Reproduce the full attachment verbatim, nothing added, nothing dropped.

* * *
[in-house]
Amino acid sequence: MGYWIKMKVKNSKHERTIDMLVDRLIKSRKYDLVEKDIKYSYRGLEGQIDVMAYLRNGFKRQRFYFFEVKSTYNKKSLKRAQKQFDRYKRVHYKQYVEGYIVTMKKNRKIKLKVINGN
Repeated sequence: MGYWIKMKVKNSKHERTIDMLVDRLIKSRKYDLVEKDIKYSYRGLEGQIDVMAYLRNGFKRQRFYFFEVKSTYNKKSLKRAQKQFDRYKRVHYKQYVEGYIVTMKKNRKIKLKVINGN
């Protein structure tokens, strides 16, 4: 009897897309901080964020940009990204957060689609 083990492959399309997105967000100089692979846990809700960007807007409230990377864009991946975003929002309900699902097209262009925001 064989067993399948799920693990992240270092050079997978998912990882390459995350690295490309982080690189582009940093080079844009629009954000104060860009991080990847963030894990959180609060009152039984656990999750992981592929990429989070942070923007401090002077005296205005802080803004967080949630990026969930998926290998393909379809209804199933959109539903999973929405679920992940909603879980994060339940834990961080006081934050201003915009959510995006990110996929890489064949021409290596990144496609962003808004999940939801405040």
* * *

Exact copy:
[in-house]
Amino acid sequence: MGYWIKMKVKNSKHERTIDMLVDRLIKSRKYDLVEKDIKYSYRGLEGQIDVMAYLRNGFKRQRFYFFEVKSTYNKKSLKRAQKQFDRYKRVHYKQYVEGYIVTMKKNRKIKLKVINGN
Repeated sequence: MGYWIKMKVKNSKHERTIDMLVDRLIKSRKYDLVEKDIKYSYRGLEGQIDVMAYLRNGFKRQRFYFFEVKSTYNKKSLKRAQKQFDRYKRVHYKQYVEGYIVTMKKNRKIKLKVINGN
């Protein structure tokens, strides 16, 4: 009897897309901080964020940009990204957060689609 083990492959399309997105967000100089692979846990809700960007807007409230990377864009991946975003929002309900699902097209262009925001 064989067993399948799920693990992240270092050079997978998912990882390459995350690295490309982080690189582009940093080079844009629009954000104060860009991080990847963030894990959180609060009152039984656990999750992981592929990429989070942070923007401090002077005296205005802080803004967080949630990026969930998926290998393909379809209804199933959109539903999973929405679920992940909603879980994060339940834990961080006081934050201003915009959510995006990110996929890489064949021409290596990144496609962003808004999940939801405040």